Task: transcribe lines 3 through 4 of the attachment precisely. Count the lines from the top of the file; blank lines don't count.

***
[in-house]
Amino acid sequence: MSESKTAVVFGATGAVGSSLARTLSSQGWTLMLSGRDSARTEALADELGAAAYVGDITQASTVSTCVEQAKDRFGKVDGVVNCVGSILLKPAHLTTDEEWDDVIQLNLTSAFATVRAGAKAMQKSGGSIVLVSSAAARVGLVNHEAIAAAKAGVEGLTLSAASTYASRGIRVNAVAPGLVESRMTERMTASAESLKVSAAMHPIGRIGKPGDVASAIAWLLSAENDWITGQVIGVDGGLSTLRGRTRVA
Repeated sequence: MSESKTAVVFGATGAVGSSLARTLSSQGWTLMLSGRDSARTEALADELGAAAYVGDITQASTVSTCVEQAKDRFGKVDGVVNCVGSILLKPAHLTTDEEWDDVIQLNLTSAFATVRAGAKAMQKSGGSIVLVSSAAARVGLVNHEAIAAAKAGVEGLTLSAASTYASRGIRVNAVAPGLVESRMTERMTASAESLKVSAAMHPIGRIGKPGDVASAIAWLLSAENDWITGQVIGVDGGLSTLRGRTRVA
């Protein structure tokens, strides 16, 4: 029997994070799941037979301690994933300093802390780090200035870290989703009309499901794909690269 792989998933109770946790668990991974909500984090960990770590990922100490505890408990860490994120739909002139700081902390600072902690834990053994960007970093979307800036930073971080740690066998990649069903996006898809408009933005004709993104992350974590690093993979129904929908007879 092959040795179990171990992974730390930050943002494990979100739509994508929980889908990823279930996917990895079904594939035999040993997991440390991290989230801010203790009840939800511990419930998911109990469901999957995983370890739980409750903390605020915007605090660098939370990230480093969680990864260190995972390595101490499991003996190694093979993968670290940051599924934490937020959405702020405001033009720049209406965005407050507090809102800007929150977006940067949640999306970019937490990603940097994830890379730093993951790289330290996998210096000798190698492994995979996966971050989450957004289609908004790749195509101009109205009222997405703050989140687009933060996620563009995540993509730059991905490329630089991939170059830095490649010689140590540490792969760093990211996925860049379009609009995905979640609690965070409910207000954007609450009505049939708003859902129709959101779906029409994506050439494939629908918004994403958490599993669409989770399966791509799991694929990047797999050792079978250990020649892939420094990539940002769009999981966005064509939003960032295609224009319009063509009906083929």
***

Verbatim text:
Repeated sequence: MSESKTAVVFGATGAVGSSLARTLSSQGWTLMLSGRDSARTEALADELGAAAYVGDITQASTVSTCVEQAKDRFGKVDGVVNCVGSILLKPAHLTTDEEWDDVIQLNLTSAFATVRAGAKAMQKSGGSIVLVSSAAARVGLVNHEAIAAAKAGVEGLTLSAASTYASRGIRVNAVAPGLVESRMTERMTASAESLKVSAAMHPIGRIGKPGDVASAIAWLLSAENDWITGQVIGVDGGLSTLRGRTRVA
């Protein structure tokens, strides 16, 4: 029997994070799941037979301690994933300093802390780090200035870290989703009309499901794909690269 792989998933109770946790668990991974909500984090960990770590990922100490505890408990860490994120739909002139700081902390600072902690834990053994960007970093979307800036930073971080740690066998990649069903996006898809408009933005004709993104992350974590690093993979129904929908007879 092959040795179990171990992974730390930050943002494990979100739509994508929980889908990823279930996917990895079904594939035999040993997991440390991290989230801010203790009840939800511990419930998911109990469901999957995983370890739980409750903390605020915007605090660098939370990230480093969680990864260190995972390595101490499991003996190694093979993968670290940051599924934490937020959405702020405001033009720049209406965005407050507090809102800007929150977006940067949640999306970019937490990603940097994830890379730093993951790289330290996998210096000798190698492994995979996966971050989450957004289609908004790749195509101009109205009222997405703050989140687009933060996620563009995540993509730059991905490329630089991939170059830095490649010689140590540490792969760093990211996925860049379009609009995905979640609690965070409910207000954007609450009505049939708003859902129709959101779906029409994506050439494939629908918004994403958490599993669409989770399966791509799991694929990047797999050792079978250990020649892939420094990539940002769009999981966005064509939003960032295609224009319009063509009906083929």